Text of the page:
SCOTTISHPOWER has announced fuel bills will rise by 8.6 per cent – just a day after parent company Iberdrola warned it would be “forced” to raise prices in its UK business.
The firm said rises in wholesale energy costs, increased energy delivery charges and inflated costs supporting environmental schemes had left it no other option than to hike its bills.
The firm is the fourth of the Big Six energy firms to increase its prices – coming after SSE, British Gas and npower. Only E.ON and EDF have not yet announced a rise.
ScottishPower’s chief corporate officer, Keith Anderson, had on Wednesday told The Scotsman that prices would “undoubtedly” rise as a result of spiralling costs – claiming the increase would happen “before the end of the year”.
He was speaking after Bilbao-based Iberdrola announced a £23 million loss in the company’s UK retail and generation business for the first nine months of 2013.
“The cost of purchasing and delivering energy to homes across Britain has risen significantly this year,” said Neil Clitheroe, ScottishPower’s chief executive of energy retail and generation.
“With an increase in costs for delivering compulsory schemes to reduce carbon emissions and improving energy efficiency in homes, we unfortunately have no other option than to pass these on by increasing our prices for customers.”
He added: “We understand that these are difficult times for many families, and we have done what we can to hold our prices for as long as possible.”
The latest rise will add £113 a year to the average dual fuel bill – which will increase from £1,319 to £1,433 when the announcement comes into effect on 6 December.
Consumer groups said the latest rise would add further pressure to cash-strapped households.
“Unfortunately, the floodgates have opened and it looks like consumers are going to be buffeted by suppliers in very quick succession,” said Ann Robinson, director of consumer policy at uSwitch.com.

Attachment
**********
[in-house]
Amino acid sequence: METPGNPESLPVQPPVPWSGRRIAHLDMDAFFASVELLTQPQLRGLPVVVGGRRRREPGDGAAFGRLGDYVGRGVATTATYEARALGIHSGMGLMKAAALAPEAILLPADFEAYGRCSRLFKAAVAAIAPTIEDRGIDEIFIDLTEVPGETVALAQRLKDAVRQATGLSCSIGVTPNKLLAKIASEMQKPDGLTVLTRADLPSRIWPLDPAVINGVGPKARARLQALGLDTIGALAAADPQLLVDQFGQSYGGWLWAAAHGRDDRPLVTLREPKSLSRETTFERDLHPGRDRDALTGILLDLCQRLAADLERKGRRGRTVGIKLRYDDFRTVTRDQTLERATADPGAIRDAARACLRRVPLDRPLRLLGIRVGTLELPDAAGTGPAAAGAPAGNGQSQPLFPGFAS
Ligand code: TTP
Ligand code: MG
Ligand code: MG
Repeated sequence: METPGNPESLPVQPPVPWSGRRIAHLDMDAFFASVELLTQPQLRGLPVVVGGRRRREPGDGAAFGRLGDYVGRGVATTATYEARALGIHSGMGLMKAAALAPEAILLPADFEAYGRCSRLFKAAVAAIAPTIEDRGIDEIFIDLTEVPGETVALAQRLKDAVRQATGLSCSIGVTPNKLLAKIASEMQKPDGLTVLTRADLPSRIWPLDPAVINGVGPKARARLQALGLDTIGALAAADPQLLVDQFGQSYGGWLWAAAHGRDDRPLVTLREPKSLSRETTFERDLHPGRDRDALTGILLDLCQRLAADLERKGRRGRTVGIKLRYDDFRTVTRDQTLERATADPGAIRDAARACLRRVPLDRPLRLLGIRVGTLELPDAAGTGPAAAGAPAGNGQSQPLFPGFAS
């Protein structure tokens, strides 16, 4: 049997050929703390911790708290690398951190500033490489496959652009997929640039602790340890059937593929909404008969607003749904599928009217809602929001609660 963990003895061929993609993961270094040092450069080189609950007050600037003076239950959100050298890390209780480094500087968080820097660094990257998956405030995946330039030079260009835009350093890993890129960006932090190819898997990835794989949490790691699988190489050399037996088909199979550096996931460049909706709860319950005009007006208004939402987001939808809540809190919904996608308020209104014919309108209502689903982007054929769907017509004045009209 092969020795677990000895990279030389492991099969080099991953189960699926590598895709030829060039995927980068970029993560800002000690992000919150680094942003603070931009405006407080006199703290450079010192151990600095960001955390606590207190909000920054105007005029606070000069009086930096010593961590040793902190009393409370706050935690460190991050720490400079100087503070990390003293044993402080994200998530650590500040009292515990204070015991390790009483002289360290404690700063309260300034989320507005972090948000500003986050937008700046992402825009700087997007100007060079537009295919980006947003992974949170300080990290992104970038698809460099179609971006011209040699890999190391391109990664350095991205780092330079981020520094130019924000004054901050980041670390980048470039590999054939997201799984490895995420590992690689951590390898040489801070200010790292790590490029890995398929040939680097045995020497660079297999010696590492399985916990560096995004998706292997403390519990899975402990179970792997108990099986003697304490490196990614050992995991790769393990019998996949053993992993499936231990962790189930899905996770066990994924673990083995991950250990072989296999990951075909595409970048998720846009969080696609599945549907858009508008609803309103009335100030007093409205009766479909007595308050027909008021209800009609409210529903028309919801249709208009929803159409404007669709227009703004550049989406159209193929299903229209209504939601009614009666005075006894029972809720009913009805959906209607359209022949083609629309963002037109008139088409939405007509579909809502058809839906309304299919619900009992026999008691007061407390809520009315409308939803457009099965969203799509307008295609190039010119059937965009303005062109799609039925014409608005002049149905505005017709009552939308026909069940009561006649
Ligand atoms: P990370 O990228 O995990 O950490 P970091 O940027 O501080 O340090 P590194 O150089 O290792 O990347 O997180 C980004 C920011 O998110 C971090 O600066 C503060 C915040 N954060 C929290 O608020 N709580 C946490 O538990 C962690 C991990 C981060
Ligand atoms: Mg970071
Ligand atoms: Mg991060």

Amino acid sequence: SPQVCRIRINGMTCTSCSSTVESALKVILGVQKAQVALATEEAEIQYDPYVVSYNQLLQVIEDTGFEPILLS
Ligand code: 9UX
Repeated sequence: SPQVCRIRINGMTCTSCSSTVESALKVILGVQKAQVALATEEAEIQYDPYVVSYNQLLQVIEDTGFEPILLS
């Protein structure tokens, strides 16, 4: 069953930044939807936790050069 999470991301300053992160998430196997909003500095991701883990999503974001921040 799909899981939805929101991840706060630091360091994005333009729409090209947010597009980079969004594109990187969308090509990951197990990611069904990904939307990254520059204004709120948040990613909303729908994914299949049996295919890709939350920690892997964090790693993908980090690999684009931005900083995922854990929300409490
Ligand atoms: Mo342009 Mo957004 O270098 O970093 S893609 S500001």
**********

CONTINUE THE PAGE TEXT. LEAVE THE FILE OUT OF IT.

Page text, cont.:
“The danger is that these hikes are sweeping households towards a cliff edge – when bills hit £1,500 a year this will be the tipping point where many will have no choice but to go without heating.”
Clare Francis, editor-in-chief at MoneySupermarket, added: “So far over the last week, 20.5 million households have been hit with bill increases from four of the Big Six energy companies and it’s only a matter of time before the remainder – EDF Energy and e.on – announce further increases.”
The increasing fuel prices prompted Prime Minister David Cameron on Wednesday to say he would “roll back” the green taxes to help cut energy bills.
He also said the energy giants will face an annual competition test.
“The Prime Minister is right to carry out a review of competition in the energy market but that won’t help cash-strapped consumers who are struggling this winter,” said Which? executive director Richard Lloyd.
Elizabeth Gore, deputy director of fuel poverty charity Energy Action Scotland, said: “This move by ScottishPower is extremely disappointing but not unexpected. It seems that when one energy company puts its prices up, then others follow soon after and this pattern is becoming all too familiar to the public, who wonder if it is worthwhile to shop around.”
John Robertson, MP for Glasgow North West, who sits on Westminster’s energy committee, called for the government to force energy firms to separate their retail and generation arms.
“Only two more greedy companies are left to raise their prices, and sadly I am sure they will,” he said.
“The energy barons need to be split up, so they can’t force these eye-wateringly high price rises on helpless families.”